Shattered World Crisis
After launching the craft to escape the cataclysm, Eggman determined that no means existed of reversing the changes to reality, leaving him apparently stuck with a broken planet. However, he soon discovered information about Professor Dillon Pickle's research on the Gaia Manuscripts, and dispatched E-106 Eta and its Badnik Horde to capture both the professor and his research.
Later, Eggman was contacted aboard the Death Egg by Cassia the Pronghorn and Clove the Pronghorn, Egg Boss sisters who reported the loss of a Chaos Emerald previously held in Crystal Cave. Realizing that Sally must have learned of the Emerald from his stolen files, Eggman contacted Egg Boss Thunderbolt with orders to retain a Chaos Emerald she had come into possession of in order to lure the Freedom Fighters into a trap. While the Freedom Fighters were en route, Eggman launched an attack against the Sky Patrol using his War Walrus, but was defeated by the superior arsenal of the Freedom Fighter craft.
Thunderbolt subsequently reported the failure of her attempt due to Sonic's unexpected transformation into the Werehog, infuriating Eggman. However, he subsequently learned that the planet's shattered condition had strained the resources of his enemies and allowed his forces to seize more territory, and that the energies of Dark Gaia released by the cataclysm were greater than any other measurable energy source on the planet. He thus determined to gather the Chaos Emeralds and secure the Gaia Temples in order to prevent anyone else from restoring the planet, allowing him to process the Dark Gaia power. Another Chaos Emerald located by his forces in Soumerca was secured despite the Freedom Fighters' efforts to seize it, and Eggman managed to get a Tails Doll aboard the Sky Patrol despite their escape. His success was brief, however, as the Hooligans boarded the Death Egg with news that they had lost a Chaos Emerald to Knuckles the Echidna and the Chaotix. As such, Eggman ordered them to enter the Chaos Emerald Championship to make it up to him, and added a directive of sabotage after failing to convince Breezie the Hedgehog to turn her Emerald over to him.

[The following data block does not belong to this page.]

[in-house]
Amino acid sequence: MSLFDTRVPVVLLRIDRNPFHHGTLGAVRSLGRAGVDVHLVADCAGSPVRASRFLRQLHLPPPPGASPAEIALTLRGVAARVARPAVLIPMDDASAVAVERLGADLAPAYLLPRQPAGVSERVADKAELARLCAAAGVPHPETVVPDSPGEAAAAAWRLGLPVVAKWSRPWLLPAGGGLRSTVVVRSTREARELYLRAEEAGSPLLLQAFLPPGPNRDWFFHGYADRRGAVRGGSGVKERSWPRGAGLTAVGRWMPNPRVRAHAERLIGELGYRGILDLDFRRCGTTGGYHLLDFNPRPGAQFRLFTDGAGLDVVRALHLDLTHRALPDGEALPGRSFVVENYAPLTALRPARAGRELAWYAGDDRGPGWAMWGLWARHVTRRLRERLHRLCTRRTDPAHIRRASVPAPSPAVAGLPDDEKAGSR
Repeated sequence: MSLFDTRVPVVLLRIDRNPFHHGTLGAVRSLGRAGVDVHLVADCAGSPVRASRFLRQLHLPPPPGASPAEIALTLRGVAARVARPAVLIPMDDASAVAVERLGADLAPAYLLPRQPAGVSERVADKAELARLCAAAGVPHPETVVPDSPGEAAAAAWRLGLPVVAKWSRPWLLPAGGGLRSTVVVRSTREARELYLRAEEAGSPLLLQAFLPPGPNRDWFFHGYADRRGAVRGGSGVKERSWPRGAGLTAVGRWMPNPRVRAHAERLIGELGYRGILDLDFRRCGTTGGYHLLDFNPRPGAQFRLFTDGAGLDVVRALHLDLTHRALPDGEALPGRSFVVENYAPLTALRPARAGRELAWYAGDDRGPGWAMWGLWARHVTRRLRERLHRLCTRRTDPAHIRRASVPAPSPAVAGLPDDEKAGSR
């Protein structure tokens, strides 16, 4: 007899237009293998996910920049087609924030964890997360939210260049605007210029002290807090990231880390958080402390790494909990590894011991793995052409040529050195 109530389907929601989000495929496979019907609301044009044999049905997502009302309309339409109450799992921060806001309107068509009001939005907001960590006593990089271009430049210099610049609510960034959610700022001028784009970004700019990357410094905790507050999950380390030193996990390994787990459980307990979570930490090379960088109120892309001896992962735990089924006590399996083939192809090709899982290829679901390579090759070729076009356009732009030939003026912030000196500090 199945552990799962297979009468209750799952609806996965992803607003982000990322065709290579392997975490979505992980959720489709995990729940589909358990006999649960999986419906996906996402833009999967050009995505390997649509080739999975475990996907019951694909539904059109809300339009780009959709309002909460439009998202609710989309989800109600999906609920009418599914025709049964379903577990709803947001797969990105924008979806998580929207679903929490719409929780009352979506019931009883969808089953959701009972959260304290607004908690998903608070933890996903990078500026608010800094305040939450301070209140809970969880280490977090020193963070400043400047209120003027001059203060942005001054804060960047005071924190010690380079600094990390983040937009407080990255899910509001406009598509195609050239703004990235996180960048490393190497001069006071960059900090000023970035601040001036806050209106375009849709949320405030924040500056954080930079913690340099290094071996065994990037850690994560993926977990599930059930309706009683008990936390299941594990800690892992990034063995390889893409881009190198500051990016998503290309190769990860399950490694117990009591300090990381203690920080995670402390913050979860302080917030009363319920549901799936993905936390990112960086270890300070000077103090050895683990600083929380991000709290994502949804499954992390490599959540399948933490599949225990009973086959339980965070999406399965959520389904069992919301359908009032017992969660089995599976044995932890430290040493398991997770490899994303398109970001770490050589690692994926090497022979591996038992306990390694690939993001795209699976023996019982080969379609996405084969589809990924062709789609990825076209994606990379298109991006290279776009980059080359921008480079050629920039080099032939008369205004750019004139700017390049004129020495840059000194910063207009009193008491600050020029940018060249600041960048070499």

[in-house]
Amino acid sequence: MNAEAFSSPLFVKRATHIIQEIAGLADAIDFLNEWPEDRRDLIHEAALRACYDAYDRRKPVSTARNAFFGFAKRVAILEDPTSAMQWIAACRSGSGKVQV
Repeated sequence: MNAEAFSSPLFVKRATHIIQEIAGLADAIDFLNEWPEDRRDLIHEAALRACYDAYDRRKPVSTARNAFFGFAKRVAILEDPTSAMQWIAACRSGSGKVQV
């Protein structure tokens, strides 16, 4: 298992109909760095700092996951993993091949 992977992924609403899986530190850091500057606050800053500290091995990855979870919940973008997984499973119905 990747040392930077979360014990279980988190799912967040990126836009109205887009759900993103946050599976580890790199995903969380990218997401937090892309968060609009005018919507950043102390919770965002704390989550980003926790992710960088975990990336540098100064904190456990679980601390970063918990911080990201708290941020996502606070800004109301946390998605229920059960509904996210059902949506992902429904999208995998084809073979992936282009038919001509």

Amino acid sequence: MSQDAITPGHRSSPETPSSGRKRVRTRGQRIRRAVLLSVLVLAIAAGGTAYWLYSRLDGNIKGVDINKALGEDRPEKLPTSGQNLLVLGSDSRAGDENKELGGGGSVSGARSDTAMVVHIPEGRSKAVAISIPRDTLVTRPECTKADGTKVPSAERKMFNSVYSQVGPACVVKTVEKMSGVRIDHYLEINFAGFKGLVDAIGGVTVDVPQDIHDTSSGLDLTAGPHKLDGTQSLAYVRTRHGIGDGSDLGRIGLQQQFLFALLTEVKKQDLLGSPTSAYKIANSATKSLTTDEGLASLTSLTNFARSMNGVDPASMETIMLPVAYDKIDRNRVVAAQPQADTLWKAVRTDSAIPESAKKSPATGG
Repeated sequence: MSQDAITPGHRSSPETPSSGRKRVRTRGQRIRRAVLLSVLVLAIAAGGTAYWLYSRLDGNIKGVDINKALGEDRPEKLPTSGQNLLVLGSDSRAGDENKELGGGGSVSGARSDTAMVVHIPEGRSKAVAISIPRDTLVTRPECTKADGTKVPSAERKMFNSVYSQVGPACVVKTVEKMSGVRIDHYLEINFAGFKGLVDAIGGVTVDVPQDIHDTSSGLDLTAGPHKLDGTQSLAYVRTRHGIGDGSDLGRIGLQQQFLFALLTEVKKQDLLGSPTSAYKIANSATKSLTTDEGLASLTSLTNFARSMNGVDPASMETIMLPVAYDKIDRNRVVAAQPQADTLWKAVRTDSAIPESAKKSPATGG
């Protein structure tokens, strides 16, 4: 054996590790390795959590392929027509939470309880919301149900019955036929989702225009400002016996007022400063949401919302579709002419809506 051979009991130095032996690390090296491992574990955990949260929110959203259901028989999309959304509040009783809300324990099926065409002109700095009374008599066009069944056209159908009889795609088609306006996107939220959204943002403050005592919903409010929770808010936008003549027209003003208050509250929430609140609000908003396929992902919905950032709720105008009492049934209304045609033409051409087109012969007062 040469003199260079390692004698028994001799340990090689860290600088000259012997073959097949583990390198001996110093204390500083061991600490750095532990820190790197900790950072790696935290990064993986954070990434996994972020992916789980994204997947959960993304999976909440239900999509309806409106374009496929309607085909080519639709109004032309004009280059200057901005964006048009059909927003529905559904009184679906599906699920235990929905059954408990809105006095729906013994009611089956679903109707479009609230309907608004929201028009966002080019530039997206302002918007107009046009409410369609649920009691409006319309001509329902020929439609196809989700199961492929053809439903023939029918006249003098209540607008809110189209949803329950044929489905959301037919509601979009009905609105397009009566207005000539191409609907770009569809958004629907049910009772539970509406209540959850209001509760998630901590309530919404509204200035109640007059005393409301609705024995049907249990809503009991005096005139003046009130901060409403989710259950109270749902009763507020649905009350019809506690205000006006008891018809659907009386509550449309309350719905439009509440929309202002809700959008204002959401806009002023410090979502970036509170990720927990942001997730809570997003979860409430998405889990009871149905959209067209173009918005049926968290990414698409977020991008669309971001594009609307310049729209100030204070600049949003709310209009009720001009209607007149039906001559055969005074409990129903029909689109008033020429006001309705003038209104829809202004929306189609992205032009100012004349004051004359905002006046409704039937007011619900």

Egg O' War